Manure-based soil amendments pose little risk to food safety on organic produce when properly managed
Using biological soil amendments in organic farming is the most effective way to store carbon in the ground to fight climate change and boost soil health for better food production. And since synthetic nitrogen fertilizers are prohibited for use in organic farming, biological soil amendments, are heavily relied upon to manage soil fertility on organic farms. A new study published in the journal Frontiers in Sustainable Food Systems found that soil amendments of animal origin (manure-based) are not only good for the soil, but they are also safe to use in the production of crops intended to be eaten fresh. The study assessed the survival of four foodborne pathogens in soil and on the harvested crop after the use of manure-based soil amendments. Importantly, only 18% of the soil amendment samples tested positive for a foodborne pathogen, and less than 1% of harvested crop samples (two out of 527 samples) tested positive for a pathogen (in this case, Listeria monocytogenes). One of those two positive samples came from a farm where a manure-based soil amendment was not used, suggesting that the source of contamination cannot be strongly linked to the use of manure, and that soil amendments of animal origin can be safe to use when managed properly.
Care must be taken when applying manure-based fertilizers because manure commonly harbors pathogens that cause foodborne illnesses like Salmonella, Listeria and E. coli. To ensure consumer safety, the National Organic Program requires certified organic farmers to implement waiting periods of 90-120 days between manure application and harvest of the crop, depending on whether the harvestable crop comes into contact with the soil. This wait period can be burdensome when organic farmers produce crops with short growing cycles like lettuce and little science to date has tested whether this long of a waiting period is needed to effectively reduce the risk of pathogen contamination. This study found that different pathogens required different lengths of time to "die-off" with some needing only 30 days and some 60 days. A small number of samples contained Listeria after 90 and 120 days suggesting that current wait periods are sufficient in reducing food safety risks, and more research may reveal shorter wait period requirements.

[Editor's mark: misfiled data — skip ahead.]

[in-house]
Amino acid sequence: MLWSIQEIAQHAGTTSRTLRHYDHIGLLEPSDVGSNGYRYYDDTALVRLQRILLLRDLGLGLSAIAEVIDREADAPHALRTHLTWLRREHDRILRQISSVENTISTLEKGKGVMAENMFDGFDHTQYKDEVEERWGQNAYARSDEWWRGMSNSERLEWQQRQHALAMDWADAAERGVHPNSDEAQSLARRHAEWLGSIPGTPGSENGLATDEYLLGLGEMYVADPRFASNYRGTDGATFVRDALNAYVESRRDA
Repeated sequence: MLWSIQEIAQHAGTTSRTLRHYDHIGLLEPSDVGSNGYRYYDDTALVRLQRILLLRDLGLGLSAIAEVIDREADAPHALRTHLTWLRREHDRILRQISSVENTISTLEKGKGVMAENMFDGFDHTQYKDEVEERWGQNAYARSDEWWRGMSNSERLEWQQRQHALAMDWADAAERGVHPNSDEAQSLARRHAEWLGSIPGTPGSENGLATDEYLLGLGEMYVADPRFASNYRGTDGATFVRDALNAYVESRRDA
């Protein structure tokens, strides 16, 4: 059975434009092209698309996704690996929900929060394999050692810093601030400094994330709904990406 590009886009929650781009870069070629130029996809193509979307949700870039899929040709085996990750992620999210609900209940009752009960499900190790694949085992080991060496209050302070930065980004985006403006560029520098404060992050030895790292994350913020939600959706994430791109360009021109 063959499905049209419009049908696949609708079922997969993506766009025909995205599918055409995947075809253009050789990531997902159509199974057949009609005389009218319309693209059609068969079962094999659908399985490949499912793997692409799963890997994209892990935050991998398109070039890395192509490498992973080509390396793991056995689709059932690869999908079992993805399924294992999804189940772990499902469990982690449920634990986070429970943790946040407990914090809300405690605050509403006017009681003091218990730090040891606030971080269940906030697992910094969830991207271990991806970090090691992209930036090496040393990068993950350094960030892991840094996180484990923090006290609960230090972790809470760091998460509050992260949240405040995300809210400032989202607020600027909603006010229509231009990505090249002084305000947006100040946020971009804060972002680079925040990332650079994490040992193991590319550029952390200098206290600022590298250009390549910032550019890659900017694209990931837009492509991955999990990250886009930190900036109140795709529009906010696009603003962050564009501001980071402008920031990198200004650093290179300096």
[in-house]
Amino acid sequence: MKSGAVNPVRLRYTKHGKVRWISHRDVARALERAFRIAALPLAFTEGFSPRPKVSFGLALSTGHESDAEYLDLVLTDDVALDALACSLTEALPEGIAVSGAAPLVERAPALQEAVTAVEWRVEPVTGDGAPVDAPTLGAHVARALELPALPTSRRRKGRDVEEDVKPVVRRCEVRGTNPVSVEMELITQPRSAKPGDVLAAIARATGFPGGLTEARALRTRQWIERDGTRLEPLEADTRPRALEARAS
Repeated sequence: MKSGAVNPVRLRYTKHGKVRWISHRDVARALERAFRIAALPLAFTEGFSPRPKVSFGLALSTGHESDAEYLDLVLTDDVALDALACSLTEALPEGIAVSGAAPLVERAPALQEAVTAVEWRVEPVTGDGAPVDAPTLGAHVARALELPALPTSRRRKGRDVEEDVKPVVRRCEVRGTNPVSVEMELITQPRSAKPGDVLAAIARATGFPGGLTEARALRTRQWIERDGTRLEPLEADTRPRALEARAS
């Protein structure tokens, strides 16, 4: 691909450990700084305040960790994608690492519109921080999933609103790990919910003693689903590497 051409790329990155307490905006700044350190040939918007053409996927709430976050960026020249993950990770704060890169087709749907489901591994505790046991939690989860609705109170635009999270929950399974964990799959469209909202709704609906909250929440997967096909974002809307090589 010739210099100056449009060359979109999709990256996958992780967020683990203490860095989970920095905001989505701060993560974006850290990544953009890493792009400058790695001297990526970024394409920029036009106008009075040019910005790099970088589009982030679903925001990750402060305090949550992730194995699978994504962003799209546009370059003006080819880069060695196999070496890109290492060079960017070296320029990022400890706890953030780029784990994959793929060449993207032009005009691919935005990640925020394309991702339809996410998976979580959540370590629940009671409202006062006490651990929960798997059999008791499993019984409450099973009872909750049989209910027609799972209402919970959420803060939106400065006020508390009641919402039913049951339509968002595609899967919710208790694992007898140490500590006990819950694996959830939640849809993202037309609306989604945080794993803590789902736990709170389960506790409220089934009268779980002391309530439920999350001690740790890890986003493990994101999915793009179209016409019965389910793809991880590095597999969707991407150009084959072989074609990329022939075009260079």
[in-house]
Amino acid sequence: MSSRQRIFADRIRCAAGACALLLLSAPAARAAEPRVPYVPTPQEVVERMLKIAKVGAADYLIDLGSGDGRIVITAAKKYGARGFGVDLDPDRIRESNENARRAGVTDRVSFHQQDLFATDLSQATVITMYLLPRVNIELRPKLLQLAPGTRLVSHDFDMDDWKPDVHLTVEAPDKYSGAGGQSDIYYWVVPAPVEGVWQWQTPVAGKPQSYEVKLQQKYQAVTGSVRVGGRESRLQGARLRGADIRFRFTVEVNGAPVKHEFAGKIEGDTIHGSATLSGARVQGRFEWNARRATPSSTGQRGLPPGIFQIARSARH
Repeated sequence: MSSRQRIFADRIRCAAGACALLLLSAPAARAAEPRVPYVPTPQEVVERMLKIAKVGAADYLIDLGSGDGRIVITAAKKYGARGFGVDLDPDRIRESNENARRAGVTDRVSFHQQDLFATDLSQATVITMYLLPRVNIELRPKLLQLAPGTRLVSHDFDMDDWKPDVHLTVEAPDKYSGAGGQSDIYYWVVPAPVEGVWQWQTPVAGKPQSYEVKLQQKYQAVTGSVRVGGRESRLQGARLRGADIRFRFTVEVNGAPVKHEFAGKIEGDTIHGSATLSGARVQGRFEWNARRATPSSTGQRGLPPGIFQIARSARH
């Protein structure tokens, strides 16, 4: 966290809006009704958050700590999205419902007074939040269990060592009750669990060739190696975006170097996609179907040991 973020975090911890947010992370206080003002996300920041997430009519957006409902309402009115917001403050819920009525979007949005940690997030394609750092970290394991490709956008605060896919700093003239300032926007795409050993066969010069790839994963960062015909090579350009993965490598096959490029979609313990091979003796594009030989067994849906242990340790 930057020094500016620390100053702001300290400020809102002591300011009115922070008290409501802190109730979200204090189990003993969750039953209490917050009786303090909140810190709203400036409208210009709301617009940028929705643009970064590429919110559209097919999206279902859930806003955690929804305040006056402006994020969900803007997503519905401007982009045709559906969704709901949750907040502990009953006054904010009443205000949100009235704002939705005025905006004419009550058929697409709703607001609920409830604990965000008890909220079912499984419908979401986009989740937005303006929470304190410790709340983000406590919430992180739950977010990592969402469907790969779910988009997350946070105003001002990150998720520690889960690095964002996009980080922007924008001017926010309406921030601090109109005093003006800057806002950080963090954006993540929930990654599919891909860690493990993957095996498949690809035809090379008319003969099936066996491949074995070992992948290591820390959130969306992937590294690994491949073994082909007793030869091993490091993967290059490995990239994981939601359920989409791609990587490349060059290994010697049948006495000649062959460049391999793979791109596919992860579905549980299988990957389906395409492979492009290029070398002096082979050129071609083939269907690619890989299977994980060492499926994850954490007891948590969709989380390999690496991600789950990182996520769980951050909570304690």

The results from this work support safety of the use of biological soil amendments in organic farming, and it is also important to note that risk of contamination is complex with multiple potential sources including contaminated agricultural water (for irrigation and/or from flood/runoff), field workers who are ill and don’t take proper measures to decontaminate before handling produce, fecal deposition from domesticated or wild animals that make their way onto a farm, and contaminated farm equipment. Using soil amendments of animal origin provides an important outlet for excess manure produce in livestock operations.
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